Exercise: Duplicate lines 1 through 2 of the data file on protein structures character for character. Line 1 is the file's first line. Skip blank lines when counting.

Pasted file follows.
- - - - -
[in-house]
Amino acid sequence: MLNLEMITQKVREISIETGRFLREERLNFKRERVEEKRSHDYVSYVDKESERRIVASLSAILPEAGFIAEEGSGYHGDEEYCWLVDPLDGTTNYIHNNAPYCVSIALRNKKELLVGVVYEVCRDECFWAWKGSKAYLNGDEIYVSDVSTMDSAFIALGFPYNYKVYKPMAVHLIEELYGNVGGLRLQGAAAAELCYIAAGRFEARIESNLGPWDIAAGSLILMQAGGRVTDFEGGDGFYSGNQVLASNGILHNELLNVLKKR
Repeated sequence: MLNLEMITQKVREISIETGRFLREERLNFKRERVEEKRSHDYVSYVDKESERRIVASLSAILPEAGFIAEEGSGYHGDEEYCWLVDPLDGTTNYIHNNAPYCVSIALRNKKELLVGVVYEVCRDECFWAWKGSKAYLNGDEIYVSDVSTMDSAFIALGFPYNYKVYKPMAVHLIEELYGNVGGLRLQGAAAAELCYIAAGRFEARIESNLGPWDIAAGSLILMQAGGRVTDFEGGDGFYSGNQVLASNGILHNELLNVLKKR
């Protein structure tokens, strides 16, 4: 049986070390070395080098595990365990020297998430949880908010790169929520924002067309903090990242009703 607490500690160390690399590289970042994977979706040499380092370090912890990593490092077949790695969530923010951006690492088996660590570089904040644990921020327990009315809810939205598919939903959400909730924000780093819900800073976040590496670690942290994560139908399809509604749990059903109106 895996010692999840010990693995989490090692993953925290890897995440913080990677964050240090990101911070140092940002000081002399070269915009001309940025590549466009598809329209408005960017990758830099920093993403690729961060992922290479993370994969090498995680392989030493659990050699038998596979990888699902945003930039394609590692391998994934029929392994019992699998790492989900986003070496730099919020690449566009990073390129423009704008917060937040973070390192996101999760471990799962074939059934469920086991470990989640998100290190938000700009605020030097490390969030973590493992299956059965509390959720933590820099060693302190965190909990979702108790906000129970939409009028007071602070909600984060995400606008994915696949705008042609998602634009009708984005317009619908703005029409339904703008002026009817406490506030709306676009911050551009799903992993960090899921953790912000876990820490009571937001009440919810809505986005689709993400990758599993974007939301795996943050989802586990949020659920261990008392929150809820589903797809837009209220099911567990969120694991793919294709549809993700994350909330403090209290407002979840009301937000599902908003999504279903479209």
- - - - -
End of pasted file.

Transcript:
[in-house]
Amino acid sequence: MLNLEMITQKVREISIETGRFLREERLNFKRERVEEKRSHDYVSYVDKESERRIVASLSAILPEAGFIAEEGSGYHGDEEYCWLVDPLDGTTNYIHNNAPYCVSIALRNKKELLVGVVYEVCRDECFWAWKGSKAYLNGDEIYVSDVSTMDSAFIALGFPYNYKVYKPMAVHLIEELYGNVGGLRLQGAAAAELCYIAAGRFEARIESNLGPWDIAAGSLILMQAGGRVTDFEGGDGFYSGNQVLASNGILHNELLNVLKKR